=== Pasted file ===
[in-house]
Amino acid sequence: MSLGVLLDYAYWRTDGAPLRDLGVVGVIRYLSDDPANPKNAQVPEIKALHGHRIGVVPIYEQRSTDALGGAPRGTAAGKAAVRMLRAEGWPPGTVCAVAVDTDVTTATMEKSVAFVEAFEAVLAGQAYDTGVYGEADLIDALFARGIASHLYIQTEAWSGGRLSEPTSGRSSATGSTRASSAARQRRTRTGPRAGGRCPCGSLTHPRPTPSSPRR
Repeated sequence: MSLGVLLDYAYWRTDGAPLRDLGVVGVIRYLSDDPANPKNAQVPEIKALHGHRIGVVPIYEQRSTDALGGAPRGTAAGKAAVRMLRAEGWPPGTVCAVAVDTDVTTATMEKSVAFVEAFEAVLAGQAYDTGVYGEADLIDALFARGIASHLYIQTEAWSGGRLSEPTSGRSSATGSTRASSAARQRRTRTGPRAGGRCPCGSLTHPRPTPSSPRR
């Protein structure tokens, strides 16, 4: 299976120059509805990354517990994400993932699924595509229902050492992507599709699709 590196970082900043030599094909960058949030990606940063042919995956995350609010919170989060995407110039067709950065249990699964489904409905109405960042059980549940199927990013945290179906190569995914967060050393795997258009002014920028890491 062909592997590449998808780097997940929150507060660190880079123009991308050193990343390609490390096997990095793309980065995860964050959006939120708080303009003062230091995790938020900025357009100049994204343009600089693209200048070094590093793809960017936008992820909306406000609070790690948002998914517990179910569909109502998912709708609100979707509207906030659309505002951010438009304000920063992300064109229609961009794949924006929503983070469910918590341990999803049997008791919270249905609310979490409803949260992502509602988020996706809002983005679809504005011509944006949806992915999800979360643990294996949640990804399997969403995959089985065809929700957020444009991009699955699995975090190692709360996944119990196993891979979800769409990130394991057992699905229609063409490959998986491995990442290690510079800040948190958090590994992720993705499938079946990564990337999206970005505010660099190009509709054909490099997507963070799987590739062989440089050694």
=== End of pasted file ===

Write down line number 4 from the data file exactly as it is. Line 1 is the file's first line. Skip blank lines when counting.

């Protein structure tokens, strides 16, 4: 299976120059509805990354517990994400993932699924595509229902050492992507599709699709 590196970082900043030599094909960058949030990606940063042919995956995350609010919170989060995407110039067709950065249990699964489904409905109405960042059980549940199927990013945290179906190569995914967060050393795997258009002014920028890491 062909592997590449998808780097997940929150507060660190880079123009991308050193990343390609490390096997990095793309980065995860964050959006939120708080303009003062230091995790938020900025357009100049994204343009600089693209200048070094590093793809960017936008992820909306406000609070790690948002998914517990179910569909109502998912709708609100979707509207906030659309505002951010438009304000920063992300064109229609961009794949924006929503983070469910918590341990999803049997008791919270249905609310979490409803949260992502509602988020996706809002983005679809504005011509944006949806992915999800979360643990294996949640990804399997969403995959089985065809929700957020444009991009699955699995975090190692709360996944119990196993891979979800769409990130394991057992699905229609063409490959998986491995990442290690510079800040948190958090590994992720993705499938079946990564990337999206970005505010660099190009509709054909490099997507963070799987590739062989440089050694």